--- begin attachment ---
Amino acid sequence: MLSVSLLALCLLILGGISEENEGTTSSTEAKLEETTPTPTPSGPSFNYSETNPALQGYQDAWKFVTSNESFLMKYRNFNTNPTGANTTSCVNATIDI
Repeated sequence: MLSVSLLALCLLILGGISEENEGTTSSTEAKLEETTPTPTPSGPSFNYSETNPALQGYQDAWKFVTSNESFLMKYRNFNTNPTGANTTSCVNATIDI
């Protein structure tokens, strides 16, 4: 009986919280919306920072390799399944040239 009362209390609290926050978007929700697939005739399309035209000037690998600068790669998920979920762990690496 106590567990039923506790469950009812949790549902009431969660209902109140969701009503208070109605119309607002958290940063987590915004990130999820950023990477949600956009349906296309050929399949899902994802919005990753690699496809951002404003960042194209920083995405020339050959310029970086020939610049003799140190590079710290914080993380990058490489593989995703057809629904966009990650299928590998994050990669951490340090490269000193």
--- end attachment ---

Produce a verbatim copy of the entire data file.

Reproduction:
Amino acid sequence: MLSVSLLALCLLILGGISEENEGTTSSTEAKLEETTPTPTPSGPSFNYSETNPALQGYQDAWKFVTSNESFLMKYRNFNTNPTGANTTSCVNATIDI
Repeated sequence: MLSVSLLALCLLILGGISEENEGTTSSTEAKLEETTPTPTPSGPSFNYSETNPALQGYQDAWKFVTSNESFLMKYRNFNTNPTGANTTSCVNATIDI
């Protein structure tokens, strides 16, 4: 009986919280919306920072390799399944040239 009362209390609290926050978007929700697939005739399309035209000037690998600068790669998920979920762990690496 106590567990039923506790469950009812949790549902009431969660209902109140969701009503208070109605119309607002958290940063987590915004990130999820950023990477949600956009349906296309050929399949899902994802919005990753690699496809951002404003960042194209920083995405020339050959310029970086020939610049003799140190590079710290914080993380990058490489593989995703057809629904966009990650299928590998994050990669951490340090490269000193």